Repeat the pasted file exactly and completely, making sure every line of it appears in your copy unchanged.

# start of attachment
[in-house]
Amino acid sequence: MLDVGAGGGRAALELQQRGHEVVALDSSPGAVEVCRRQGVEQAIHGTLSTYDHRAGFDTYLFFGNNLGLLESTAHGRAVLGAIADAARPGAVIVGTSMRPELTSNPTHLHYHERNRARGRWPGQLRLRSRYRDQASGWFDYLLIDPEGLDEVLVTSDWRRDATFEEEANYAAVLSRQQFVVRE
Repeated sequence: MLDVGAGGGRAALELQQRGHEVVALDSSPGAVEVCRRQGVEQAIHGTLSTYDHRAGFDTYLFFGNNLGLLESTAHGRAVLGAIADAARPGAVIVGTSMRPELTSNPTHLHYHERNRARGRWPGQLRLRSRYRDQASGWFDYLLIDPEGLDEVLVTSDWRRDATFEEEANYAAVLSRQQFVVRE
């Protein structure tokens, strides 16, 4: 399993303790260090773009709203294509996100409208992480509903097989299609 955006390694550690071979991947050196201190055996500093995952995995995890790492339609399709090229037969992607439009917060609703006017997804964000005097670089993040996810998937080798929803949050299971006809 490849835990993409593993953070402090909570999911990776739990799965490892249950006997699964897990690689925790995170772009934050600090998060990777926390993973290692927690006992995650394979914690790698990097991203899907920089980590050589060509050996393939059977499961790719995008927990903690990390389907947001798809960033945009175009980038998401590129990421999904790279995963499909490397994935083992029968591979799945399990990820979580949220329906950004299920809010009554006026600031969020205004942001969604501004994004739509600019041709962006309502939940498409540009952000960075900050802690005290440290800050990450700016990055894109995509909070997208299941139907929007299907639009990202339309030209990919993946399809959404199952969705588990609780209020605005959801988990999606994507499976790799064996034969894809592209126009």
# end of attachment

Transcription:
[in-house]
Amino acid sequence: MLDVGAGGGRAALELQQRGHEVVALDSSPGAVEVCRRQGVEQAIHGTLSTYDHRAGFDTYLFFGNNLGLLESTAHGRAVLGAIADAARPGAVIVGTSMRPELTSNPTHLHYHERNRARGRWPGQLRLRSRYRDQASGWFDYLLIDPEGLDEVLVTSDWRRDATFEEEANYAAVLSRQQFVVRE
Repeated sequence: MLDVGAGGGRAALELQQRGHEVVALDSSPGAVEVCRRQGVEQAIHGTLSTYDHRAGFDTYLFFGNNLGLLESTAHGRAVLGAIADAARPGAVIVGTSMRPELTSNPTHLHYHERNRARGRWPGQLRLRSRYRDQASGWFDYLLIDPEGLDEVLVTSDWRRDATFEEEANYAAVLSRQQFVVRE
């Protein structure tokens, strides 16, 4: 399993303790260090773009709203294509996100409208992480509903097989299609 955006390694550690071979991947050196201190055996500093995952995995995890790492339609399709090229037969992607439009917060609703006017997804964000005097670089993040996810998937080798929803949050299971006809 490849835990993409593993953070402090909570999911990776739990799965490892249950006997699964897990690689925790995170772009934050600090998060990777926390993973290692927690006992995650394979914690790698990097991203899907920089980590050589060509050996393939059977499961790719995008927990903690990390389907947001798809960033945009175009980038998401590129990421999904790279995963499909490397994935083992029968591979799945399990990820979580949220329906950004299920809010009554006026600031969020205004942001969604501004994004739509600019041709962006309502939940498409540009952000960075900050802690005290440290800050990450700016990055894109995509909070997208299941139907929007299907639009990202339309030209990919993946399809959404199952969705588990609780209020605005959801988990999606994507499976790799064996034969894809592209126009």